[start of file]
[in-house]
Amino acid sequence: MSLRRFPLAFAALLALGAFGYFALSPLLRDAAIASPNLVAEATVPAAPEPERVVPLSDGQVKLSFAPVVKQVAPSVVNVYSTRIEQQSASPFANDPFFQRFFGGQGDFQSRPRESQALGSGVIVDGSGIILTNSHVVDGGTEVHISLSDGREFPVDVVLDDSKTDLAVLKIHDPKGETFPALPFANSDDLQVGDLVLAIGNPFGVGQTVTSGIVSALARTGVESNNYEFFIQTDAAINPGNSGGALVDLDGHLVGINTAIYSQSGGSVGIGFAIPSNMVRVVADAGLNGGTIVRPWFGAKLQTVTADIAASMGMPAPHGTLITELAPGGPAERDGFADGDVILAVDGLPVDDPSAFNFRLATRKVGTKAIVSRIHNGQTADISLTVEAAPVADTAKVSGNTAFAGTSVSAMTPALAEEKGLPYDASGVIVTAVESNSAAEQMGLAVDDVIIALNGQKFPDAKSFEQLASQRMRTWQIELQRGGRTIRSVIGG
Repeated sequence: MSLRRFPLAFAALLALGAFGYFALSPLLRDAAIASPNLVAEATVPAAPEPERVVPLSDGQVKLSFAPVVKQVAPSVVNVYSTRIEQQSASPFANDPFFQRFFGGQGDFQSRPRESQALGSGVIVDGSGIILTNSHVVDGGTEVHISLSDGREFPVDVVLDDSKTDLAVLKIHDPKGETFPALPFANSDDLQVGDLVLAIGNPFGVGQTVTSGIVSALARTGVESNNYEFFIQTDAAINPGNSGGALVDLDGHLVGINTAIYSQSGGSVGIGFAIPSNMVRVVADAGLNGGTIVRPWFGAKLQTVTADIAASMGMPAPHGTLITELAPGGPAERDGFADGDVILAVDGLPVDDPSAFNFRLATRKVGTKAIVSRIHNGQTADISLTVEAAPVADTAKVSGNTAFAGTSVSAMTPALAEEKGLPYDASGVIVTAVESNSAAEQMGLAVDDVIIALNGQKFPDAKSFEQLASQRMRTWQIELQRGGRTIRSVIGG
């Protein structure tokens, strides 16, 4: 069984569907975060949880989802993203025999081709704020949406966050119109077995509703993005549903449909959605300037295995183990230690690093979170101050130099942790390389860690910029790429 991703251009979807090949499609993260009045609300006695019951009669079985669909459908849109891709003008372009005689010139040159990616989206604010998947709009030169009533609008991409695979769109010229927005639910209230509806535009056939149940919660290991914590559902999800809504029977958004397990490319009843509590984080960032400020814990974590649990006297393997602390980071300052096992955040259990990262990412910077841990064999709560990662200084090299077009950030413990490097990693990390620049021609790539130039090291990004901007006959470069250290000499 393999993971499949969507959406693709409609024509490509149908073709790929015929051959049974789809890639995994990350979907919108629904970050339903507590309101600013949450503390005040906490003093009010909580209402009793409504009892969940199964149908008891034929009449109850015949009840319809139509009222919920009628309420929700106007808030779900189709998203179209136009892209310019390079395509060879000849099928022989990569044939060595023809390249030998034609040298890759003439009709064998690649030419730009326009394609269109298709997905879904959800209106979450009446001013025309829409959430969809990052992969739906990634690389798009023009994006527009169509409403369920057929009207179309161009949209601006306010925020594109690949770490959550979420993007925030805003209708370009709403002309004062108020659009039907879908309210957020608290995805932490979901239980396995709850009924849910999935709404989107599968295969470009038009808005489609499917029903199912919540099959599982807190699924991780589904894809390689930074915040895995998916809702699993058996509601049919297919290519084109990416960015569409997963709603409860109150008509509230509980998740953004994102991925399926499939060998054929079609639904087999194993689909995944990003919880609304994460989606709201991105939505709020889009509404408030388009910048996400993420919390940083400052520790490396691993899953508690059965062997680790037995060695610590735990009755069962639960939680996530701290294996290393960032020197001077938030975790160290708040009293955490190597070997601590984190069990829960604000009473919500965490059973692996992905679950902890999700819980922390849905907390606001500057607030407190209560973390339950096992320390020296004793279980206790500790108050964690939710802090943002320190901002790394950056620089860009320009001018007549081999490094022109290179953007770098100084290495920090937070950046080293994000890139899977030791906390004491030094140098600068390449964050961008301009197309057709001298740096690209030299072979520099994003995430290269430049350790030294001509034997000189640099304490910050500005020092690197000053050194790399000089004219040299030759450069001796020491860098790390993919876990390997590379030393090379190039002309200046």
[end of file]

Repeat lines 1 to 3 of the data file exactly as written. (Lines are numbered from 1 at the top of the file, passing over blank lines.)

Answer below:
[in-house]
Amino acid sequence: MSLRRFPLAFAALLALGAFGYFALSPLLRDAAIASPNLVAEATVPAAPEPERVVPLSDGQVKLSFAPVVKQVAPSVVNVYSTRIEQQSASPFANDPFFQRFFGGQGDFQSRPRESQALGSGVIVDGSGIILTNSHVVDGGTEVHISLSDGREFPVDVVLDDSKTDLAVLKIHDPKGETFPALPFANSDDLQVGDLVLAIGNPFGVGQTVTSGIVSALARTGVESNNYEFFIQTDAAINPGNSGGALVDLDGHLVGINTAIYSQSGGSVGIGFAIPSNMVRVVADAGLNGGTIVRPWFGAKLQTVTADIAASMGMPAPHGTLITELAPGGPAERDGFADGDVILAVDGLPVDDPSAFNFRLATRKVGTKAIVSRIHNGQTADISLTVEAAPVADTAKVSGNTAFAGTSVSAMTPALAEEKGLPYDASGVIVTAVESNSAAEQMGLAVDDVIIALNGQKFPDAKSFEQLASQRMRTWQIELQRGGRTIRSVIGG
Repeated sequence: MSLRRFPLAFAALLALGAFGYFALSPLLRDAAIASPNLVAEATVPAAPEPERVVPLSDGQVKLSFAPVVKQVAPSVVNVYSTRIEQQSASPFANDPFFQRFFGGQGDFQSRPRESQALGSGVIVDGSGIILTNSHVVDGGTEVHISLSDGREFPVDVVLDDSKTDLAVLKIHDPKGETFPALPFANSDDLQVGDLVLAIGNPFGVGQTVTSGIVSALARTGVESNNYEFFIQTDAAINPGNSGGALVDLDGHLVGINTAIYSQSGGSVGIGFAIPSNMVRVVADAGLNGGTIVRPWFGAKLQTVTADIAASMGMPAPHGTLITELAPGGPAERDGFADGDVILAVDGLPVDDPSAFNFRLATRKVGTKAIVSRIHNGQTADISLTVEAAPVADTAKVSGNTAFAGTSVSAMTPALAEEKGLPYDASGVIVTAVESNSAAEQMGLAVDDVIIALNGQKFPDAKSFEQLASQRMRTWQIELQRGGRTIRSVIGG